POUGHKEEPSIE, NY — In their talk "Natural Disasters and Global Risk Analysis: Lessons from the Indian Ocean Tsunami," seismologist Arthur Lerner-Lam of Columbia University and Vassar geologist Brian McAdoo will discuss one of nature's most destructive recent events. Their presentation, on Monday, March 27, at 5:30 p.m., in the Sanders Classroom building, will be free and open to the public.
Lerner-Lam is a Doherty Senior Research Scientist and Associate Director for Seismology, Geology, and Tectonophysics at the Lamont-Doherty Earth Observatory of Columbia University. He is the founding Director of the Center for Hazards and Risk Research, part of the Earth Institute at Columbia University. The center brings together experts from the physical sciences, social sciences, and policymaking to develop approaches for reducing the vulnerability of society to natural and man-made disasters.
In recent years Lerner-Lam has lectured and written widely on natural hazards and society, and his field research has ranged across the Middle East, Europe, Central and South Asia, the Southwest Pacific, and the United States. A graduate of Princeton University, with a doctorate in geophysical sciences from the Scripps Institution of Oceanography at the University of California, San Diego, Lerner-Lam has been at Columbia since 1985.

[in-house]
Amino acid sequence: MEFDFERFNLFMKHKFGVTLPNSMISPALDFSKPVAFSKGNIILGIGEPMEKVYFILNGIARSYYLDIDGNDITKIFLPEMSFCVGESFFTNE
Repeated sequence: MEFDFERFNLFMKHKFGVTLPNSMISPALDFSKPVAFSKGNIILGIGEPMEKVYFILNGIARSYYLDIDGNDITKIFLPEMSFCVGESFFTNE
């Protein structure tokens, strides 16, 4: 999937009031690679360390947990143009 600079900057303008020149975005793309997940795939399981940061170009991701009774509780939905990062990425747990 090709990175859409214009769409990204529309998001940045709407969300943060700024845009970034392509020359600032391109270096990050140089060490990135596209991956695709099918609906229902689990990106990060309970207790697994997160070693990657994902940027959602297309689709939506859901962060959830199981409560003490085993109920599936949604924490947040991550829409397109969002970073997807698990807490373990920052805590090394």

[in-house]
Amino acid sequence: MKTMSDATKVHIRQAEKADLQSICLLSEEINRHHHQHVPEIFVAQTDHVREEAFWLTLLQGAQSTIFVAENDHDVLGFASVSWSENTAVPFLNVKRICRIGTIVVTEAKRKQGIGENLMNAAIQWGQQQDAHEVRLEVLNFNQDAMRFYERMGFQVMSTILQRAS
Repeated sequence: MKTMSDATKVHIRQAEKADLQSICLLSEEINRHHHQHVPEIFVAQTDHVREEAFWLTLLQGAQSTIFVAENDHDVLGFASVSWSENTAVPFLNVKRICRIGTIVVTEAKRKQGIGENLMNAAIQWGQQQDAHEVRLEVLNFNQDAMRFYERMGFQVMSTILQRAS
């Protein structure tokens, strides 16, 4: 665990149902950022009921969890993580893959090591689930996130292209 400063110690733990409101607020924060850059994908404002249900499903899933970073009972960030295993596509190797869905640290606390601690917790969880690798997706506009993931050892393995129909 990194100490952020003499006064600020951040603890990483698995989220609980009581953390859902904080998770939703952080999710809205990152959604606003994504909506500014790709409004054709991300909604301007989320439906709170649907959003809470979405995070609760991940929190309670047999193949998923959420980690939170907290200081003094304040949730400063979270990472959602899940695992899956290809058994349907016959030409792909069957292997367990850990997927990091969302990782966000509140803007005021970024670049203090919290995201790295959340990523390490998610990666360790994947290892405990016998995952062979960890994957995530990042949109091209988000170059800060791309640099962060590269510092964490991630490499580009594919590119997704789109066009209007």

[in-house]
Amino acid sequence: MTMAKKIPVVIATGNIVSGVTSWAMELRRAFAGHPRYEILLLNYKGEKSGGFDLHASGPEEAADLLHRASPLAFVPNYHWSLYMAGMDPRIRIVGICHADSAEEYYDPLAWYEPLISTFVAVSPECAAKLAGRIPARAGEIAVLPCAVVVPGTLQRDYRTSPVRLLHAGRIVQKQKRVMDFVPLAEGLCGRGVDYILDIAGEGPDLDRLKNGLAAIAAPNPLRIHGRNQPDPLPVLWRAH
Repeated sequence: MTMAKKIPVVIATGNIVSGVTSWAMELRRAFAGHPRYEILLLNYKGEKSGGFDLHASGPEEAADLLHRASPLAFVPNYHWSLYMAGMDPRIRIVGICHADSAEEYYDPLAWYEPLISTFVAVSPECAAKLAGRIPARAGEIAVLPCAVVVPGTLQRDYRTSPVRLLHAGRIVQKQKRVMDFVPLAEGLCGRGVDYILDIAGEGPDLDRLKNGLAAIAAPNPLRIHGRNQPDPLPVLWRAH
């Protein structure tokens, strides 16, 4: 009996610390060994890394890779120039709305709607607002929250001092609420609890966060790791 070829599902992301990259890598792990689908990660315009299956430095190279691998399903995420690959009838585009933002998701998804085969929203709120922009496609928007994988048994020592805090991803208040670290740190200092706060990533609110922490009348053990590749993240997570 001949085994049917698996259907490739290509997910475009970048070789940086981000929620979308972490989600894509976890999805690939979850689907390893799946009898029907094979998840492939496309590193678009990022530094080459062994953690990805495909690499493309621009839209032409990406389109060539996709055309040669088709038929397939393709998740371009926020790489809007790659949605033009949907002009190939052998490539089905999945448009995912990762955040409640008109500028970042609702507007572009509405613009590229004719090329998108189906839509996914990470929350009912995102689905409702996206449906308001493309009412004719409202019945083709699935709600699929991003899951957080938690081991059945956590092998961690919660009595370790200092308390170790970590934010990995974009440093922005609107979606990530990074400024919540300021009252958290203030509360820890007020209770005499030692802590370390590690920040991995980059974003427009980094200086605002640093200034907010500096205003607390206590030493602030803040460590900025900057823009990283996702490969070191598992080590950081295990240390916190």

McAdoo is about to begin working with researchers from the U.S. and Norway on a $2.4 million National Science Foundation grant aimed at reducing coastal risk from offshore hazards. His research on offshore landslides and tsunamis took a dramatic turn after the Indian Ocean tsunami struck. In January 2005, as a member of the International Tsunami Survey Team, he traveled first to Sri Lanka and the Maldives, then to Indonesia, to survey and photograph the tsunami's impact on shorelines. Soon after Hurricane Katrina struck the U.S. Gulf Coast, he traveled with colleagues to Alabama, Mississippi, and Louisiana to assess the geological toll.
Brian McAdoo joined the Vassar faculty in 1998 after completing his Ph.D. at the University of California, Santa Cruz. His Bachelor's degree in geology is from Duke University, and he also earned a Diploma in Science from the University of Otago, in Dunedin, New Zealand.
Sponsors for this program include the Vassar program in environmental studies, and the department of geology and geography. Individuals with disabilities requiring accommodations should call the Office of Campus Activities, at (845) 437-5370.
Vassar College is a highly selective, coeducational, independent, residential, liberal arts college founded in 1861.